Video Information War Rages Alongside Real One in Ukraine

Downing of Malaysian airliner, allegations of cross-border shelling move information war in war-torn country to a new level More

This forum has been closed.
Comment Sorting
Comments
     
by: Dr. S. Roe from: Canada
January 06, 2014 9:15 PM
Britain has not lost its nerve... it never had a nerve to begin with... what happened to Britain is - Islam... the BBC, its chief propaganda ministry, has become indistinguishable from Al Jazeera... the British "alliance" with the USA has so deteriorated that the US actively spies on Number 10... its sad to see such a precipitous decay...

Featured Videos

Your JavaScript is turned off or you have an old version of Adobe's Flash Player. Get the latest Flash player.
Information War Rages Alongside Real One in Ukrainei
X
Al Pessin
July 31, 2014 8:13 PM
The downing of the Malaysian airliner two weeks ago, and allegations that Russians are shelling Ukrainian troops across the border, have moved the information war swirling around the Ukrainian conflict to a new level. VOA's Al Pessin reports from Kyiv.
Video

Video Information War Rages Alongside Real One in Ukraine

The downing of the Malaysian airliner two weeks ago, and allegations that Russians are shelling Ukrainian troops across the border, have moved the information war swirling around the Ukrainian conflict to a new level. VOA's Al Pessin reports from Kyiv.
Video

Video When Fighting Eases, Gazans Line Up at Bakeries

When there is a lull in the conflict in Gaza, residents who have been hunkered down in their apartments rush out to stock up on food and other necessities. Probably the most important destination is the local bakery. VOA’s Scott Bobb reports from Gaza City.
Video

Video US-Funded Program Offers Honduran Children Alternative to Illegal Immigration

President Obama and Central American leaders recently agreed to come up with a plan to address poverty and crime in the region that is fueling the surge of young migrants trying to illegally enter the United States. VOA’s Brian Padden looks at one such program in Honduras - funded in part by the United States - which gives street kids not only food and safety but a chance for a better life without, crossing the border.
Video

Video 'Fab Lab' Igniting Revolution in Kenya

The University of Nairobi’s Science and Technology Park is banking on 3-D prototyping to spark a manufacturing revolution in the country. Lenny Ruvaga has more for from Nairobi's so-called “FabLab” for VOA.
Video

Video Gazans in Shelled School Sought Shelter

Israel's air and ground assault against Hamas-led fighters in Gaza has forced many Palestinians to flee their homes, seeking safety. But safe places are hard to find, as VOA’s Scott Bobb reports from Jabaliya.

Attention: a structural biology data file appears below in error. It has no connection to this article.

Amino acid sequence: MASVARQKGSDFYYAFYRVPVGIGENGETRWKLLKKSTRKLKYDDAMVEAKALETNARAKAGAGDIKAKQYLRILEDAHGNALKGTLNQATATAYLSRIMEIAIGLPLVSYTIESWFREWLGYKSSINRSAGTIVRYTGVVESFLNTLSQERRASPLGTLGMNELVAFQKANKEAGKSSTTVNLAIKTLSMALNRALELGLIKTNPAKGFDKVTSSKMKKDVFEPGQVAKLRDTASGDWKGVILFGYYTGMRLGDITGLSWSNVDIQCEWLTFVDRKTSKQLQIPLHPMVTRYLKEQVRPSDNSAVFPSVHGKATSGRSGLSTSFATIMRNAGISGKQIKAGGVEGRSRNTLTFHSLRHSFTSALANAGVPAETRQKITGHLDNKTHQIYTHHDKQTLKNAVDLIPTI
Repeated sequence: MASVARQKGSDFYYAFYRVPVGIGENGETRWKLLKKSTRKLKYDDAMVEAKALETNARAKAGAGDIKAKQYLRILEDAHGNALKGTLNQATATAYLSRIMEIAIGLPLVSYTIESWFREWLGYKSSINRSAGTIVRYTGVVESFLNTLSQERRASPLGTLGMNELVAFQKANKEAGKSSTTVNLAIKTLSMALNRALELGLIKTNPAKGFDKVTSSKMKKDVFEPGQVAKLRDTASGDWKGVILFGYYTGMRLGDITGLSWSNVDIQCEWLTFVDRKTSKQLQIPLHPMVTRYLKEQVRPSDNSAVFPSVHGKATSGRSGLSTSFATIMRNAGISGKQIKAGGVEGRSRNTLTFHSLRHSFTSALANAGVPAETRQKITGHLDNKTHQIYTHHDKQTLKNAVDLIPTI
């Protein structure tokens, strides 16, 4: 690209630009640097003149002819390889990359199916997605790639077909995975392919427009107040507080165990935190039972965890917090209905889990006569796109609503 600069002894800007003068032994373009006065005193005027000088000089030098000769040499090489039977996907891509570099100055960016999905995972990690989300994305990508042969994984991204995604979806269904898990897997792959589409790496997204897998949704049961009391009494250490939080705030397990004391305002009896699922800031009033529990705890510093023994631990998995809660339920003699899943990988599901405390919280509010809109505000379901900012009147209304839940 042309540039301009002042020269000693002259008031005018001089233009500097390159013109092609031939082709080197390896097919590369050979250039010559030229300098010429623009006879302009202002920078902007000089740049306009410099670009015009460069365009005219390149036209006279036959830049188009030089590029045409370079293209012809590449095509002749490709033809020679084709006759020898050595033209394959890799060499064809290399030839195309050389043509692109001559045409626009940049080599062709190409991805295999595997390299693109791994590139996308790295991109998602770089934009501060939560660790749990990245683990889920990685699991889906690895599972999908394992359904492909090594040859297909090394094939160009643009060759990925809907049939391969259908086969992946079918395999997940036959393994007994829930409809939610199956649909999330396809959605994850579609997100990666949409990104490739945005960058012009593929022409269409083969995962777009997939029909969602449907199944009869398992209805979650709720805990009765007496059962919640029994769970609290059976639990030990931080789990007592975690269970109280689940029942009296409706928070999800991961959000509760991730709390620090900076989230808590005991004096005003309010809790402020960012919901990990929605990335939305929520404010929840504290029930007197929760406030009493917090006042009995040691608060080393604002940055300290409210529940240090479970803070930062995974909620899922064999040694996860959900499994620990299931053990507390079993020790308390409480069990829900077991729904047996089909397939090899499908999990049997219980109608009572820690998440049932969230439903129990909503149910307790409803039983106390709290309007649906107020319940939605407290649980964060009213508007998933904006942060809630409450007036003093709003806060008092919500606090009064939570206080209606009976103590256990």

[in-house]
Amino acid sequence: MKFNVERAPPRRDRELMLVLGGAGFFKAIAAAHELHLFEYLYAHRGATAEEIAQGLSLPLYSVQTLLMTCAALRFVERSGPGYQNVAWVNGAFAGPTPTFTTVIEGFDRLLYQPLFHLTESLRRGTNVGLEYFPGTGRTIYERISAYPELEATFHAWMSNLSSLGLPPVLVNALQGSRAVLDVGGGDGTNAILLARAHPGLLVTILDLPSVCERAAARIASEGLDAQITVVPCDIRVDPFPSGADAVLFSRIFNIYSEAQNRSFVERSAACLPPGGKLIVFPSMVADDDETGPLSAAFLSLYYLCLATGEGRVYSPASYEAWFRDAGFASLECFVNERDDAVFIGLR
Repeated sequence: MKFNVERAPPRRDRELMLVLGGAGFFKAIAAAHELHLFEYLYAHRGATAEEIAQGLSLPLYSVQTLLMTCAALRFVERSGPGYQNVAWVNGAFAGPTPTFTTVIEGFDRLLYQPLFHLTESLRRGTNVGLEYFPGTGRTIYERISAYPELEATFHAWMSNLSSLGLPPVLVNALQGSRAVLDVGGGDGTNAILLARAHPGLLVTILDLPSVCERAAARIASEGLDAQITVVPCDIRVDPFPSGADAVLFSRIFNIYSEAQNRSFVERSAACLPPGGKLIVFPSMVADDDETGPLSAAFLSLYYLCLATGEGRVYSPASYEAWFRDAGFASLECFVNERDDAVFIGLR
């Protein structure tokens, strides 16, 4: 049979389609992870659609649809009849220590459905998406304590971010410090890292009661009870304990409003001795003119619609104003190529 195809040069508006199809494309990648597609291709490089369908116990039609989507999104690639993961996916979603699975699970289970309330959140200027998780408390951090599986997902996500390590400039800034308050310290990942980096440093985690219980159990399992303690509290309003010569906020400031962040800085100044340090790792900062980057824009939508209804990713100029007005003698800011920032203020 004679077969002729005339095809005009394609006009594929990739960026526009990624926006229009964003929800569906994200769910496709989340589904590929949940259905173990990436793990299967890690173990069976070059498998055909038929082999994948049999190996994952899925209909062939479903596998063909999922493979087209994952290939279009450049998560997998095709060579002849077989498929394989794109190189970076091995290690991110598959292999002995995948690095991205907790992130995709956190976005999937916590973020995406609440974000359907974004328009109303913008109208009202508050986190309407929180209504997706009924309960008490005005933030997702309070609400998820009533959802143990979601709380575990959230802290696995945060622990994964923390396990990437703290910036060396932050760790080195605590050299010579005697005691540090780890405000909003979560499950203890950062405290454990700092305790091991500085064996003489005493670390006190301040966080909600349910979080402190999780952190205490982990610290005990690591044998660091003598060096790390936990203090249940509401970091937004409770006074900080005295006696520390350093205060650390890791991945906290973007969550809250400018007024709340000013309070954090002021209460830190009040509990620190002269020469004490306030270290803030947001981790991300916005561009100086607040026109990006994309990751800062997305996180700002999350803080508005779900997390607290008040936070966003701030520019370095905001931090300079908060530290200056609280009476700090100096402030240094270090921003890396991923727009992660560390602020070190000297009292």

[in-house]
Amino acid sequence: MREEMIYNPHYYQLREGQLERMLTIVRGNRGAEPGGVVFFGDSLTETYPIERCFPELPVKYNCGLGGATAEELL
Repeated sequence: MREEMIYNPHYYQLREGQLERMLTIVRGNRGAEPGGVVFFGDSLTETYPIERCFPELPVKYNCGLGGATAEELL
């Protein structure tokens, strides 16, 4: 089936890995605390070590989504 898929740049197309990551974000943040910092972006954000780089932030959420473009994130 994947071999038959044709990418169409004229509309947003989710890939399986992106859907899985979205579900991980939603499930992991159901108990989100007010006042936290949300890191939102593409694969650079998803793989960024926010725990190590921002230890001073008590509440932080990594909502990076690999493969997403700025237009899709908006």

Video

Video Rapid Spread of Ebola in West Africa Prompts Global Alert

Across West Africa, health officials are struggling to keep up with what the World Health Organization describes as the worst ebola outbreak on record. The virus has killed hundreds of people this year. U.S. President Barack Obama and other world leaders are watching the developments closely as they weigh what actions, if any, are needed to help contain the disease.
Video

Video Michelle Obama: Young Africans Need to Embrace Women's Rights

U.S. first lady Michelle Obama urged some of Africa's best and brightest to advocate for women's rights in their home countries. As VOA's Pam Dockins explains, Obama spoke to some 500 participants of the Young African Leaders Initiative, a six-week U.S.-based training and development program.
Video

Video Immigrant Influx on Texas Border Heats Up Political Debate

Immigrants from Central America continue to cross the U.S.-Mexico border in south Texas, seeking asylum in the United States, as officials grapple with ways to deal with the problem and provide shelter for thousands of minors among the illegal border crossers. As VOA's Greg Flakus reports from Houston, the issue is complicated by internal U.S. politics and U.S. relations with the troubled nations that immigrants are fleeing.
Video

Video Study: Latino Students Most Segregated in California

Even though legal school segregation ended in the United States 60 years ago, one study finds segregation still occurs in the U.S. based on income and race. The University of California Los Angeles Civil Rights Project finds that students in California are more segregated by race than ever before, especially Latinos. Elizabeth Lee reports for VOA from Los Angeles.

AppleAndroid